In textual online environments, interaction takes place through typed dialogue rather than spoken talk. Analysis of interaction among learners in these environments has found many examples of cumulative discussion but few examples of exploratory dialogue. This suggests that exploratory dialogue may be too risky or too time consuming to be used by online groups of learners (Littleton & Whitelock, 2005; Wegerif, 1998). This is a potential problem, as this is a form of dialogue that is ‘essential for successful participation in “educated” communities of discourse’ (Littleton & Whitelock, 2005, p.152). Online learning environments may therefore be impoverished if they do not support the use of new literacies that extend the possibilities for thinking together through the use of participatory and collaborative dialogue.

Exploratory talk is also valuable because it supports the use of progressive discourse, a method of increasing group members’ understanding by developing thoughts through speech (Bereiter, 1994). Those engaged in progressive discourse must be prepared to work towards common understanding satisfactory to all, to frame questions and propositions in ways that allow evidence to be brought to bear on them, to expand the body of collectively valid propositions and to allow any belief to be subjected to criticism if this will advance the discourse (Wells, 1999). Progressive discourse necessitates the use of exploratory dialogue and, in turn, the use of exploratory dialogue signals that speakers are likely to be engaged in building understanding together through progressive discourse.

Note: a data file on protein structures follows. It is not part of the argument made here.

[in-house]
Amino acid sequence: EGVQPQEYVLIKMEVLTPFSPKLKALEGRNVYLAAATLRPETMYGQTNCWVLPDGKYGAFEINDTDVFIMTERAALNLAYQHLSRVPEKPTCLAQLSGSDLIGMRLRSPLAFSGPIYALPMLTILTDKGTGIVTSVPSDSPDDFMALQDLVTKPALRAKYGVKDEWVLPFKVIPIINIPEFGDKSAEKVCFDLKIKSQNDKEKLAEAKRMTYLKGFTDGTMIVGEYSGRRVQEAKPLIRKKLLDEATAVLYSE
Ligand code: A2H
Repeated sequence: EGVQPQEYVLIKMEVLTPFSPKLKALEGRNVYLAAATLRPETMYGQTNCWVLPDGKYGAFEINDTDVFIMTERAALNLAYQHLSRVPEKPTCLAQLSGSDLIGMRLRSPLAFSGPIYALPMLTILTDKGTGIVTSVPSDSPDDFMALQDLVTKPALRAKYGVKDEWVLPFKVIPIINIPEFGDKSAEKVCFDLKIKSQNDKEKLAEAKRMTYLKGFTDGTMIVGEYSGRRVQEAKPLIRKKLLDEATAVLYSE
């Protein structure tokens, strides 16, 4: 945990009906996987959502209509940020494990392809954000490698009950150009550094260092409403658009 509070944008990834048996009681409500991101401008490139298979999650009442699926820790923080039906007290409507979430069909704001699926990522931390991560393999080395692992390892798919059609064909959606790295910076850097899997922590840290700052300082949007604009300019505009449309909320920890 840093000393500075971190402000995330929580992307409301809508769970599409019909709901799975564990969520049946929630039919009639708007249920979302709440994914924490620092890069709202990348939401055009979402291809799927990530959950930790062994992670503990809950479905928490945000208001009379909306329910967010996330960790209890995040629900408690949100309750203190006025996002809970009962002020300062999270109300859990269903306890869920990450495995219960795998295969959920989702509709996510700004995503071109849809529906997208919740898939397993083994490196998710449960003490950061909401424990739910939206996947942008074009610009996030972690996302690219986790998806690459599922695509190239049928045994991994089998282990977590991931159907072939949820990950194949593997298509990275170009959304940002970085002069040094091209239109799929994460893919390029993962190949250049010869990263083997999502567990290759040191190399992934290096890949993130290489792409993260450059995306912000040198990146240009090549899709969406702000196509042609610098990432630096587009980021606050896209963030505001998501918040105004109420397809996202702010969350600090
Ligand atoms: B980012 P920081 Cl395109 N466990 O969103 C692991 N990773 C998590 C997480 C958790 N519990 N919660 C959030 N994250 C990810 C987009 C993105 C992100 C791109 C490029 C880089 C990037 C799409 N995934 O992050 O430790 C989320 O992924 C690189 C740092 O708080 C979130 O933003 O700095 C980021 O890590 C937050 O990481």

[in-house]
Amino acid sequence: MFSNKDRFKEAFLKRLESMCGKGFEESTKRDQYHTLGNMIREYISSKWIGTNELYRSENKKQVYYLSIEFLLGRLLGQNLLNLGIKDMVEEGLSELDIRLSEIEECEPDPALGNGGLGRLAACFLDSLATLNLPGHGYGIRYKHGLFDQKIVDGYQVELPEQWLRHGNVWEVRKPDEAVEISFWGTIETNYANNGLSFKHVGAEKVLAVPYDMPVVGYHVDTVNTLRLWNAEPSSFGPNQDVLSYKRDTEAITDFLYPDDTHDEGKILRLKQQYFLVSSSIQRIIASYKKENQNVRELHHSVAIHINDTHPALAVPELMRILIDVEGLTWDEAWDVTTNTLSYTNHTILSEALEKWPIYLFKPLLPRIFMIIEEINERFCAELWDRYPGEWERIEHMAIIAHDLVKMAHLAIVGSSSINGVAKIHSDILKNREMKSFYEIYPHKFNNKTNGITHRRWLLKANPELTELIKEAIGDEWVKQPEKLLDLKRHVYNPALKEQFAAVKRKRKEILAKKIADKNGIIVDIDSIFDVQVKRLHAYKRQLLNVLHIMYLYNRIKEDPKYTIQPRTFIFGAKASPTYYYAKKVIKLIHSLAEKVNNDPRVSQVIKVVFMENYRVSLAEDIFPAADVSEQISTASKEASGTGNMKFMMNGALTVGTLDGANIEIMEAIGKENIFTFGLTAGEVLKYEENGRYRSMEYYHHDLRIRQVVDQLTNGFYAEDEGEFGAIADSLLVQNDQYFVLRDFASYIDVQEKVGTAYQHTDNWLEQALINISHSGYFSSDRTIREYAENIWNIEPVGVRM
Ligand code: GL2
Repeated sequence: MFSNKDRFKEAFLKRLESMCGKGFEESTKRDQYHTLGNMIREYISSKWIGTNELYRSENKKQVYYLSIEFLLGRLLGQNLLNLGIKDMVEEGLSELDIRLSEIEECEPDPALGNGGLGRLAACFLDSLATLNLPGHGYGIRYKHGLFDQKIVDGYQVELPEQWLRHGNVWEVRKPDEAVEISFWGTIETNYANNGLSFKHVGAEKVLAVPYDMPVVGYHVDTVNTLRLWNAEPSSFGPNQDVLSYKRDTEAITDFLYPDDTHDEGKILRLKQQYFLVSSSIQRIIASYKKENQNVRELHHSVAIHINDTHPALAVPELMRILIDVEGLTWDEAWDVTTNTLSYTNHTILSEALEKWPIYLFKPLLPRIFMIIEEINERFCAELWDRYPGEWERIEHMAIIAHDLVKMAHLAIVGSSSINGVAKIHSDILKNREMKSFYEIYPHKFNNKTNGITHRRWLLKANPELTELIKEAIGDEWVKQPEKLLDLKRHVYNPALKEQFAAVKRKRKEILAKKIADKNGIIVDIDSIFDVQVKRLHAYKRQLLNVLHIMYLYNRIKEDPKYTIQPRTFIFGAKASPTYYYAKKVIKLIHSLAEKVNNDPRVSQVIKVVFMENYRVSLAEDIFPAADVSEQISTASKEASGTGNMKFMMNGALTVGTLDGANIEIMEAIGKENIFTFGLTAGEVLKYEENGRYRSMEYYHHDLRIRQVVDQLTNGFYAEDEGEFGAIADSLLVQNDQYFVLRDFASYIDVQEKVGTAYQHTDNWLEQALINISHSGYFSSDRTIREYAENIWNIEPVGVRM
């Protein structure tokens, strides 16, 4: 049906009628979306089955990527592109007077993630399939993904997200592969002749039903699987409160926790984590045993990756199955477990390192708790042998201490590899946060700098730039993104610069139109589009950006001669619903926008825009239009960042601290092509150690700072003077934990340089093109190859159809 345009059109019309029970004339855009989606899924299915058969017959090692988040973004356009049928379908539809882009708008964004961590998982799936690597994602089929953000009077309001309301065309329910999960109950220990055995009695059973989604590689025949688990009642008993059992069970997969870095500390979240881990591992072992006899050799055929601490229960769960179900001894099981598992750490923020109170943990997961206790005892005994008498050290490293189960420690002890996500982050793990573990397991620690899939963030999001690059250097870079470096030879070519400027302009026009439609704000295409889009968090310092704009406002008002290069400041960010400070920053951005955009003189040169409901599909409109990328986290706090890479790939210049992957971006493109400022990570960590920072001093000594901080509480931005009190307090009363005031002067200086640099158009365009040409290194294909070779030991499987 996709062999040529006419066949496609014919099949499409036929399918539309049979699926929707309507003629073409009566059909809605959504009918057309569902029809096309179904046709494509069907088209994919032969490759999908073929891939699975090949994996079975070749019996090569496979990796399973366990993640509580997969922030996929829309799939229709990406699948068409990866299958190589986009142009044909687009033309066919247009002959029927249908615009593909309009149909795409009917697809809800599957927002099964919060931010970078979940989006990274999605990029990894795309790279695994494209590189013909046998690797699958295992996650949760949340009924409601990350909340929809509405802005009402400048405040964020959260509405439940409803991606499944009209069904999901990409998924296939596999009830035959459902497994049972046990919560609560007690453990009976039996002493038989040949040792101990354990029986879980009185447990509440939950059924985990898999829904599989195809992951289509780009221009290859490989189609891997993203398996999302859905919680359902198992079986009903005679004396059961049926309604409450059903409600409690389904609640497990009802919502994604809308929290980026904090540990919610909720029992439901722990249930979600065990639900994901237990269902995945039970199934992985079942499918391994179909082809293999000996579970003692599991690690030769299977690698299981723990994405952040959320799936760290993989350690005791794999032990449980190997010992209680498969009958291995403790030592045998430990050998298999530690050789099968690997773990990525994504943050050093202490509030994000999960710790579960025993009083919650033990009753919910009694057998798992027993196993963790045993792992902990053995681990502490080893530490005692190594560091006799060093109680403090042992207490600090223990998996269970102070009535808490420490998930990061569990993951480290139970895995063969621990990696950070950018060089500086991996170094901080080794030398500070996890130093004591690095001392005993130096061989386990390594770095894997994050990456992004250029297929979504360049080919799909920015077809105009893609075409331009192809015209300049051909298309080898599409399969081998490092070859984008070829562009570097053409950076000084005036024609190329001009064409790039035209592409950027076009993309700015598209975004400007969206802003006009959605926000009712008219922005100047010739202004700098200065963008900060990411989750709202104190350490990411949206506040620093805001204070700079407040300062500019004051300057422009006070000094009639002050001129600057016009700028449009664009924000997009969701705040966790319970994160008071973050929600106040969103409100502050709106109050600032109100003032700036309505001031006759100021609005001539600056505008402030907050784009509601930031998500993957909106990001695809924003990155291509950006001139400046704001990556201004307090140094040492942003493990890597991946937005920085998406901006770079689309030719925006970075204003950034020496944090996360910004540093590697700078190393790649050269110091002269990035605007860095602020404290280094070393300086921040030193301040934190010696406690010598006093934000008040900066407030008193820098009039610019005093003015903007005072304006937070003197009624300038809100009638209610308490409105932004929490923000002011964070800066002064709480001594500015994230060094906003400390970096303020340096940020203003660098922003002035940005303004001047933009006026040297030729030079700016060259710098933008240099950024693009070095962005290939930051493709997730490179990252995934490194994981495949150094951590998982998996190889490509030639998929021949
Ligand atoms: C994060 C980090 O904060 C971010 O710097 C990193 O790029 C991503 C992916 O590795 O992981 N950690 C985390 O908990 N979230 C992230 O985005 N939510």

In face-to-face settings, progressive discourse has been associated with the sustained development of ideas through the use of improvable objects (Wells, 1999). Wells observed that teachers often encourage pupils to construct representations capturing something of what has been said. He suggested that these function as improvable objects, knowledge artefacts that participants work collaboratively to improve because they involve a problem that requires discussion. These are important resources because ‘a written text, unlike the text produced in speaking, is a permanent artefact, it can be reviewed, rethought and revised through a different form of dialogue, in which the text under construction plays a central role’ (Wells, 1999, p.115).